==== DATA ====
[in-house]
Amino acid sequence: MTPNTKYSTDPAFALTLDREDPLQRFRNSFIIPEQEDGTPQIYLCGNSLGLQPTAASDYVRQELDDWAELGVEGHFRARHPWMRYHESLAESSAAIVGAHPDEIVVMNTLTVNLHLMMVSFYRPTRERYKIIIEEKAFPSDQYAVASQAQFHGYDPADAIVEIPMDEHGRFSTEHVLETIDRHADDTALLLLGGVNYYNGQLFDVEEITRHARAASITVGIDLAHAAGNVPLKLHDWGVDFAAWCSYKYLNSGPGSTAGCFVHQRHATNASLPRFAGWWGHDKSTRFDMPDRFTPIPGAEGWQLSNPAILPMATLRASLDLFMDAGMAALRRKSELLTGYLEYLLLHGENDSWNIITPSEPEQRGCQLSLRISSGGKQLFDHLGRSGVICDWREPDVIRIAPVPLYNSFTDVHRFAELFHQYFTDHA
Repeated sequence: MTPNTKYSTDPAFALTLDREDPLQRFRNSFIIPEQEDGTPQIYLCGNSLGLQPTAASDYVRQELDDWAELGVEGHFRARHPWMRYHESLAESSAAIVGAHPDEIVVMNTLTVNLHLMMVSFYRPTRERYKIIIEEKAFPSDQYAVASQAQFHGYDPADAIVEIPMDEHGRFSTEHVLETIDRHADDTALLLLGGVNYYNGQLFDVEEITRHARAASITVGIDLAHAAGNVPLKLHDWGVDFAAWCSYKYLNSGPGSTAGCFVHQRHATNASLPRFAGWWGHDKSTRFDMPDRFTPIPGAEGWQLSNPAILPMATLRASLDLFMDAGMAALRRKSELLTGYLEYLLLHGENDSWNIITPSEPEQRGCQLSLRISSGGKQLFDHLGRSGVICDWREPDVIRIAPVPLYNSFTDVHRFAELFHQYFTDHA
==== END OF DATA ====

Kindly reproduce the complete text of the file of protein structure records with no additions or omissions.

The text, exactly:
[in-house]
Amino acid sequence: MTPNTKYSTDPAFALTLDREDPLQRFRNSFIIPEQEDGTPQIYLCGNSLGLQPTAASDYVRQELDDWAELGVEGHFRARHPWMRYHESLAESSAAIVGAHPDEIVVMNTLTVNLHLMMVSFYRPTRERYKIIIEEKAFPSDQYAVASQAQFHGYDPADAIVEIPMDEHGRFSTEHVLETIDRHADDTALLLLGGVNYYNGQLFDVEEITRHARAASITVGIDLAHAAGNVPLKLHDWGVDFAAWCSYKYLNSGPGSTAGCFVHQRHATNASLPRFAGWWGHDKSTRFDMPDRFTPIPGAEGWQLSNPAILPMATLRASLDLFMDAGMAALRRKSELLTGYLEYLLLHGENDSWNIITPSEPEQRGCQLSLRISSGGKQLFDHLGRSGVICDWREPDVIRIAPVPLYNSFTDVHRFAELFHQYFTDHA
Repeated sequence: MTPNTKYSTDPAFALTLDREDPLQRFRNSFIIPEQEDGTPQIYLCGNSLGLQPTAASDYVRQELDDWAELGVEGHFRARHPWMRYHESLAESSAAIVGAHPDEIVVMNTLTVNLHLMMVSFYRPTRERYKIIIEEKAFPSDQYAVASQAQFHGYDPADAIVEIPMDEHGRFSTEHVLETIDRHADDTALLLLGGVNYYNGQLFDVEEITRHARAASITVGIDLAHAAGNVPLKLHDWGVDFAAWCSYKYLNSGPGSTAGCFVHQRHATNASLPRFAGWWGHDKSTRFDMPDRFTPIPGAEGWQLSNPAILPMATLRASLDLFMDAGMAALRRKSELLTGYLEYLLLHGENDSWNIITPSEPEQRGCQLSLRISSGGKQLFDHLGRSGVICDWREPDVIRIAPVPLYNSFTDVHRFAELFHQYFTDHA